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Thursday, August 29, 2013

How to use your money wisely in South East Asia Travels

South East Asia is one of the more cheaper places to travel around the world. But, if you are not careful with your money, you might end up losing this value proposition. Below is a list of all the things every traveler should keep in mind to ensure they get maximum value for their money in South East Asia. These are based on my recent backpacking experience across South East Asia, but can be extended across most of the countries in the world.

South East Asian Currencies 
Banking: ATM Withdrawals
1) Try a carry a travel card that does not charge you a fee every time you swipe it at an ATM. Check with your bank for options and details.
2) Ensure that the bank who provides your ATM card has a good global coverage
3) Visa or Master card is the more accepted card type. I would recommend visa especially in the developing countries as they have a stronger reach.
4) Do some online research to find out the charges of cash withdrawals and limits for the various banks in a country before landing in that country. For e.g. Aeon Bank in Thailand, Canadia Bank in Cambodia and Techcom Bank in Vietnam do not charge ATM or withdrawal fees for international transactions.
5) Carry two (2) international debit/ATM cards. One should be visa and the other should be master card.
6) Since most of the banks charge withdrawal fees for each transaction, it might be sensible to take the maximum permissible amount at one go. However, this would mean carrying  thick wad of bills on your person. Can affect safety for some travelers.

Banking: Credit Cards
1) Do not use your credit card to withdraw money from ATMs unless you have no other option. Credit card companies charge a huge interest for cash withdrawals
2) Most of South East Asian establishments charge a fee of 2-15% of the total amount for a credit card transaction. However, this fee is not charged in many larger establishments.
3) Use credit cards as an emergency mechanism for raising cash.
4) Again, like an ATM card, carry 2 credit cards (one visa and the other master card) to take care of your online transactions while you are traveling (hotel booking, ticket booking, etc.)
5) Use credit cards for online transactions. This helps in reducing online fraud and gives you more security. 

Foreign Exchange
1) It is always a good practice to keep some US Dollars with you. The greenback is one of the more accepted currencies around the world and in South East Asia. You will always get good value for it. $100 and $50 will provide you more value than $20, $10 and smaller denominations.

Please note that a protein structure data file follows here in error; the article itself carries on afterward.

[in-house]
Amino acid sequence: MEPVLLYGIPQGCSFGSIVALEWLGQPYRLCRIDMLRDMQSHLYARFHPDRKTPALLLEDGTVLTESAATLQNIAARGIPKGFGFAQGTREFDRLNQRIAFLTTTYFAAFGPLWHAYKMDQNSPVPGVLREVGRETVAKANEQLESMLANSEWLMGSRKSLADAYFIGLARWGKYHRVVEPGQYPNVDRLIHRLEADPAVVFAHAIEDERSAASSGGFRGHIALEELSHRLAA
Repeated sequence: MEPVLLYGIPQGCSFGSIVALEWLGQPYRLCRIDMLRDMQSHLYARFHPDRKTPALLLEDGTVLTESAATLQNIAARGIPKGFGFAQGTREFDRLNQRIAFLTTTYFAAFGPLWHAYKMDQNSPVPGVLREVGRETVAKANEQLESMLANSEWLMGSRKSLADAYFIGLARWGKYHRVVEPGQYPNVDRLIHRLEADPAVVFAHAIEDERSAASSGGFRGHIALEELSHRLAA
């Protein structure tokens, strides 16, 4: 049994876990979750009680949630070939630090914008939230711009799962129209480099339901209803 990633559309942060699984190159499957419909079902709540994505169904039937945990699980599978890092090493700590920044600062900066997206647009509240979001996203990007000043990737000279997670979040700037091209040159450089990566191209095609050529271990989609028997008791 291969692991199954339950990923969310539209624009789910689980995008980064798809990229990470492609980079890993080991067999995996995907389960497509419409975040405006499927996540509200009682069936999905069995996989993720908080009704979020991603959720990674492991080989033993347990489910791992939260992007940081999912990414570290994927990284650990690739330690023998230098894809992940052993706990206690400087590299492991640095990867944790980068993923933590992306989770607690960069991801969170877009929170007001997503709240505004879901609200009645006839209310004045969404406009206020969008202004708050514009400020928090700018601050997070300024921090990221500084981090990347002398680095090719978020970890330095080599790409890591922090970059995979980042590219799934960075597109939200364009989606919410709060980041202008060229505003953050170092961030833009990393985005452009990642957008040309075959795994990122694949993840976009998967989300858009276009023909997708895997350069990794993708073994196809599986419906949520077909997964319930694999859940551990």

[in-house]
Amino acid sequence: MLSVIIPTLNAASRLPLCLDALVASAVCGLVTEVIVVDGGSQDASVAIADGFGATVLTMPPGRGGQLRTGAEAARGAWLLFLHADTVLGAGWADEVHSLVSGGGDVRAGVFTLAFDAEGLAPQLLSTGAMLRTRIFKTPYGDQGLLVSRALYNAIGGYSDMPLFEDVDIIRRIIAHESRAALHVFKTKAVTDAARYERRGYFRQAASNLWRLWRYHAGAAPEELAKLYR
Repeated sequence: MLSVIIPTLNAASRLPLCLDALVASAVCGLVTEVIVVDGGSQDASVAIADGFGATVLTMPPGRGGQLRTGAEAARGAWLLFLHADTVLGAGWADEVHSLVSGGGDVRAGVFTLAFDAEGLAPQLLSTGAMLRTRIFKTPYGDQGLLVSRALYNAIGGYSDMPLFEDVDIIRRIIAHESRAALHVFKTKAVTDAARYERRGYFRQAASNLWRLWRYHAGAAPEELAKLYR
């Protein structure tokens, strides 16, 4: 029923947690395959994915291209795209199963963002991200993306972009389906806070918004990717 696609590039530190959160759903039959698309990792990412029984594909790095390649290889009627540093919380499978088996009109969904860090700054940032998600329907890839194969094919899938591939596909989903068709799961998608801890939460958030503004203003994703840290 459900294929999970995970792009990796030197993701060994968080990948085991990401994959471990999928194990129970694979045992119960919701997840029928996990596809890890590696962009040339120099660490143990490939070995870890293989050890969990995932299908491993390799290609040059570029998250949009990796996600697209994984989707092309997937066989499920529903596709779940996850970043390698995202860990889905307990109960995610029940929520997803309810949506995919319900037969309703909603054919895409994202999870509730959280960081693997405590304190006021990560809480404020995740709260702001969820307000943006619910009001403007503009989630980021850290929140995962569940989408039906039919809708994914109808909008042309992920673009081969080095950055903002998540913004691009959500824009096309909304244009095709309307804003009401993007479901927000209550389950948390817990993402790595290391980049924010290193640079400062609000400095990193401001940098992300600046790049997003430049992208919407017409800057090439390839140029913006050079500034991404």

2) In Myanmar (Burma) and Cambodia especially, the US Dollar will take you a long way. Plus, the US Dollar comes in handy to pay visa fees for Cambodia, Vietnam, Laos, Myanmar (Burma) and Indonesia.
3) These days, most countries have fully functional ATMs to dispense local currency. Hence, there is no need to exchange currencies at the airport or bring it in from an earlier country.
4) Airports and border areas give some of the worst foreign exchange rates. If you need local money, use ATMs or exchange your dollars/Euros inside the city to get a much better exchange rate.
5) Use a foreign exchange converter app (like the XE converter) for your tablet/phone to stay on top of the latest foreign exchange rates. It is always good to know the current rates. Thereby, you know how bad or good is the exchange rate you are getting.

Air Travel
1) Do some research and keep track of promotions offered by the different low cost airlines of South East Asia. A little bit of planning can help you save serious amounts of money as South East Asia is one of the top low cost flying hubs of the world.
2) If you are going through a travel agent, ask for a special price.

Shopping
1) South East Asian countries have a culture of bargaining. Hence, you will not be frowned upon if you ask for a discount or a best price. In fact, the locals want you to haggle and it is quite an interesting cultural exchange during such bargain sessions.
2) If you are a person from the western world, who is more used to fixed prices, get out of your comfort zone and learn the trick of bargaining. It is a useful skill to have in this part of the world and will help you save lots of money if you are the shopping type.

Stop Converting Currencies in your head
1) Nearly every traveler converts a local price into his home currency (say Euro) or international currency (say US Dollar). They do this to get a benchmark price, but in most of the South East Asian countries, this technique backfires as these countries are significantly cheaper than the rest of the developed world. What is a cheap price for a Westerner might actually be a hiked up local price. It is good practice to try and understand the local cost structure, like how much it costs for a 10 km taxi ride, a can of coke, a bottle of beer, a bottle of water, a McDonald’s burger, etc. This will help your money go much longer than your initial expectations. In my experience, your money should last ~30% more.

I hope these travel tips help your dollar last longer in South East Asia. If you have any tips based on your experiences, do write them in the comments below and I will be happy to add them in this post with a link back to your page/blog/website.



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